Home > Shower Questions from Visitors > Weep Holes Allow Water to Drain Out of the Shower Frame and Into the Shower.

Weep Holes Allow Water to Drain Out of the Shower Frame and Into the Shower.


I saw you through Google and hoped you may be able to answer my question.  I am re-caulking my shower enclosure and I noticed that there are some slots along the bottom of the inside of my shower enclosure.  Before removing the caulk, these slots were harboring mildew and mold and spewing it out in gobs.  the caulk ran right under these slots and it too became black and ruined.  My question is whether these should be caulked over or not.  Since water seems to be getting in there and it never dries out, I assume that it is getting in there primarily from the front.  But, if there is some other reason why these need to be open, such as draining water that gets in there from elsewhere, then obviously I wouldn’t want to caulk over them.  What do you think?  Thanks!

Daniel Wells

Hi Daniel,

Yes, those are what we call “weep holes.” They are necessary, as you guessed, to allow the water to drain out of the frame and into the shower. I would suggest spraying a bleach solution into the holes from time-to-time to try to inhibit the mold growth in the framework. If the base of the shower itself (shower pan or tile curb) doesn’t slope into the shower properly, the water will never completely drain out of the aluminum channel at the bottom. There will always be some standing water in there, and that is going to create mold.

There are a few ways to get the water out manually. One is to use a shop-vac or some other vacuum that is approved for wet situations. You could also use a blow drier to force the water out of one hole by directing the flow of hot air into another hole. One other low-tech method of drawing water out is by using a cotton wick. This is simply a piece of string (yarn?) that draws the water out of the channel… you simply work one end of the string into the weep hole, and let the other end hang down into the shower pan. The capillary action of the water being absorbed will actually siphon the water out of the channel and down the drain.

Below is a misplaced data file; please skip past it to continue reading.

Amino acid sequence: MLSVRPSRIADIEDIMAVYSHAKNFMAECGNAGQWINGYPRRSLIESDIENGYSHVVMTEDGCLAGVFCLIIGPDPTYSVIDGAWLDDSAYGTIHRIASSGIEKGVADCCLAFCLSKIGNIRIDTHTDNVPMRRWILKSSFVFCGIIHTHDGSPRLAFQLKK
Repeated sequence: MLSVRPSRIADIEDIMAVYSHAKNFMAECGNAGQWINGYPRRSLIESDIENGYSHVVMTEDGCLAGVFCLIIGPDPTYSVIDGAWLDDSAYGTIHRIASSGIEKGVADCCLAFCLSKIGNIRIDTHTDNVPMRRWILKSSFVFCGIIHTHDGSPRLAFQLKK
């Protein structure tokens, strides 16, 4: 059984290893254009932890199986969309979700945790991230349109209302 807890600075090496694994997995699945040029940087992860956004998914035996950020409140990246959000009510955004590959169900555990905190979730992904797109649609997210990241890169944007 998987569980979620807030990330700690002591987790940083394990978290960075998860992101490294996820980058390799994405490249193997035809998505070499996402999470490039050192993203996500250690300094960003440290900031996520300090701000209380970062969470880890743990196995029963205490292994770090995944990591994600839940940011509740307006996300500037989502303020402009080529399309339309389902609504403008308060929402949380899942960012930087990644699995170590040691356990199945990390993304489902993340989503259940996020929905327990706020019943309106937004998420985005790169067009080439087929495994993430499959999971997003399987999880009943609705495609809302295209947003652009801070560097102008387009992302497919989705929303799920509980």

Best wishes,


  1. Dr. Z
    February 14, 2013 at 4:02 am

    Thanks! I’m in the exact same situation and had the same question.

  2. Stan
    May 29, 2015 at 8:37 pm

    How can the water drain if the bottom of the weep holes are higher than the top of the frame??????

    • May 29, 2015 at 8:49 pm

      Stan, You have to remember that there is some thickness to the bottom part of the metal. So the bottom inside the channel is actually higher than the bottom of the outside of the channel. Does that make sense?

  3. Stan
    May 29, 2015 at 8:56 pm

    This Stan, thanks for the weep holes answer. Next is—the contractor siliconed the inside of the frame and not the outside–I wanted to see if water would leak out–and it sure did. They want to silicone the outside–even if the water is leaking–is this correct????I told them that if after sealing the inside and no leaks—than you can seal the outside. Am I right of wrong. Thanks–

    • May 29, 2015 at 9:01 pm

      I think it’s OK to let them caulk the outside as long as they are sure there is no water trapped inside of the enclosure. They need to dry it out completely.

  4. Stan
    May 29, 2015 at 9:11 pm

    What is the purpose for weep holes??????Why would you want water to go in the weep holes. I am not a shower guy I am a Machinist—is it for expansion?????

  5. Gloria
    October 25, 2015 at 1:30 pm

    Thank you so much for this explanation. It answered our questions about leaky shower issue we were experiencing:))

  6. john
    February 13, 2018 at 7:05 pm

    I removed the silicone from the along the metal channel that’s on the inside; then i siiconed it but then noticed water on the outside part of the shower where there wasn’t before the repair. How could this have happened? I am guessing the siiconing i did sealed off better than before thereby causing a dam. Slowly the puddle backed out underneath the channel to the outside, No silicone is on the outside part of channel(shower enclosure).

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